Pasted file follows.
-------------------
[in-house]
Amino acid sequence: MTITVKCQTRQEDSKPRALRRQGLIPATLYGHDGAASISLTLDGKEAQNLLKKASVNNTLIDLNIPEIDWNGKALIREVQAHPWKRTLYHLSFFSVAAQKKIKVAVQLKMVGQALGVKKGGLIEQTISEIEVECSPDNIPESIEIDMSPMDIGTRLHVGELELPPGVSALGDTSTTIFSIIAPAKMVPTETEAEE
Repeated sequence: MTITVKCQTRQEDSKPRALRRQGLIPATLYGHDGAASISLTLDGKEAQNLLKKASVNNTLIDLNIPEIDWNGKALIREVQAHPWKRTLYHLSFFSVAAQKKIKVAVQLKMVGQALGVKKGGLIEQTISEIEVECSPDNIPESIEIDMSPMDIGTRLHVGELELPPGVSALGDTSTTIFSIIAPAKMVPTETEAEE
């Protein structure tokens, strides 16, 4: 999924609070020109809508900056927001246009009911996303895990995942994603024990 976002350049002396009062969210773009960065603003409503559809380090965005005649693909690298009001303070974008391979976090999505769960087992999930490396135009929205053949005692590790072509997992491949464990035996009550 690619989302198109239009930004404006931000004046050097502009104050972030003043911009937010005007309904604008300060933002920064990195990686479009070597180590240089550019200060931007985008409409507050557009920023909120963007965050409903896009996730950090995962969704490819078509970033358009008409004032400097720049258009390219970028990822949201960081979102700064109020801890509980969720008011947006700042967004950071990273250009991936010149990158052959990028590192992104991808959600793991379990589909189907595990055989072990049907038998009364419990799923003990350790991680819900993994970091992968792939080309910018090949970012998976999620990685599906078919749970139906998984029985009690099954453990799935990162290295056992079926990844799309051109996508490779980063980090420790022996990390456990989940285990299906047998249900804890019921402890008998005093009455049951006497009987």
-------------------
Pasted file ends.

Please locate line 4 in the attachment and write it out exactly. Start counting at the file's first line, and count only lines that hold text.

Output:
């Protein structure tokens, strides 16, 4: 999924609070020109809508900056927001246009009911996303895990995942994603024990 976002350049002396009062969210773009960065603003409503559809380090965005005649693909690298009001303070974008391979976090999505769960087992999930490396135009929205053949005692590790072509997992491949464990035996009550 690619989302198109239009930004404006931000004046050097502009104050972030003043911009937010005007309904604008300060933002920064990195990686479009070597180590240089550019200060931007985008409409507050557009920023909120963007965050409903896009996730950090995962969704490819078509970033358009008409004032400097720049258009390219970028990822949201960081979102700064109020801890509980969720008011947006700042967004950071990273250009991936010149990158052959990028590192992104991808959600793991379990589909189907595990055989072990049907038998009364419990799923003990350790991680819900993994970091992968792939080309910018090949970012998976999620990685599906078919749970139906998984029985009690099954453990799935990162290295056992079926990844799309051109996508490779980063980090420790022996990390456990989940285990299906047998249900804890019921402890008998005093009455049951006497009987």